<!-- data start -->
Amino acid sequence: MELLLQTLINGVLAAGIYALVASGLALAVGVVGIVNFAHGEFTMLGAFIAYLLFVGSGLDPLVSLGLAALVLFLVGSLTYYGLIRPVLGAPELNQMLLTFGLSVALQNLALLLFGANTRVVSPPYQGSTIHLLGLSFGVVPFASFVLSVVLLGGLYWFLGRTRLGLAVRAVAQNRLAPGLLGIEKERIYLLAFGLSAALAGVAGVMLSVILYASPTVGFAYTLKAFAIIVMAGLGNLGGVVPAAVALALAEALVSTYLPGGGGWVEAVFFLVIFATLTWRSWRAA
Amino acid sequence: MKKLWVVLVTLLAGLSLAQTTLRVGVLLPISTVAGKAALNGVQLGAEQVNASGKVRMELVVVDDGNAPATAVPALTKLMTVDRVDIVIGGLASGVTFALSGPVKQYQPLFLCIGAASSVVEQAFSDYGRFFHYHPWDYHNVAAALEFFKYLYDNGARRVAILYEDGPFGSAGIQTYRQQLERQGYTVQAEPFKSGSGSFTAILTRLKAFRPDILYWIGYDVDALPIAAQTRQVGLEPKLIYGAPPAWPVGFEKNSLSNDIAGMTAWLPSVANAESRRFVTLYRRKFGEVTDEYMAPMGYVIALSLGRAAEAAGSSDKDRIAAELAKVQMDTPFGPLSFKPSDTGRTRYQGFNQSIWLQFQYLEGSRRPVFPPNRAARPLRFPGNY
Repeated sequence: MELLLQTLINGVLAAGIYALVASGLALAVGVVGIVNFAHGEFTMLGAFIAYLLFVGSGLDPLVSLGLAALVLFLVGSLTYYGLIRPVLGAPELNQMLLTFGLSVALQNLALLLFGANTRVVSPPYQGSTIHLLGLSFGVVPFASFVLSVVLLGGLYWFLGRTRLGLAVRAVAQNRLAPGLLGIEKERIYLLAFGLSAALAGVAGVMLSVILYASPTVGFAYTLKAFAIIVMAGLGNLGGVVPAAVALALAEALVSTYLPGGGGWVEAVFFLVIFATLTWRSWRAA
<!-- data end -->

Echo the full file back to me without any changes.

Amino acid sequence: MELLLQTLINGVLAAGIYALVASGLALAVGVVGIVNFAHGEFTMLGAFIAYLLFVGSGLDPLVSLGLAALVLFLVGSLTYYGLIRPVLGAPELNQMLLTFGLSVALQNLALLLFGANTRVVSPPYQGSTIHLLGLSFGVVPFASFVLSVVLLGGLYWFLGRTRLGLAVRAVAQNRLAPGLLGIEKERIYLLAFGLSAALAGVAGVMLSVILYASPTVGFAYTLKAFAIIVMAGLGNLGGVVPAAVALALAEALVSTYLPGGGGWVEAVFFLVIFATLTWRSWRAA
Amino acid sequence: MKKLWVVLVTLLAGLSLAQTTLRVGVLLPISTVAGKAALNGVQLGAEQVNASGKVRMELVVVDDGNAPATAVPALTKLMTVDRVDIVIGGLASGVTFALSGPVKQYQPLFLCIGAASSVVEQAFSDYGRFFHYHPWDYHNVAAALEFFKYLYDNGARRVAILYEDGPFGSAGIQTYRQQLERQGYTVQAEPFKSGSGSFTAILTRLKAFRPDILYWIGYDVDALPIAAQTRQVGLEPKLIYGAPPAWPVGFEKNSLSNDIAGMTAWLPSVANAESRRFVTLYRRKFGEVTDEYMAPMGYVIALSLGRAAEAAGSSDKDRIAAELAKVQMDTPFGPLSFKPSDTGRTRYQGFNQSIWLQFQYLEGSRRPVFPPNRAARPLRFPGNY
Repeated sequence: MELLLQTLINGVLAAGIYALVASGLALAVGVVGIVNFAHGEFTMLGAFIAYLLFVGSGLDPLVSLGLAALVLFLVGSLTYYGLIRPVLGAPELNQMLLTFGLSVALQNLALLLFGANTRVVSPPYQGSTIHLLGLSFGVVPFASFVLSVVLLGGLYWFLGRTRLGLAVRAVAQNRLAPGLLGIEKERIYLLAFGLSAALAGVAGVMLSVILYASPTVGFAYTLKAFAIIVMAGLGNLGGVVPAAVALALAEALVSTYLPGGGGWVEAVFFLVIFATLTWRSWRAA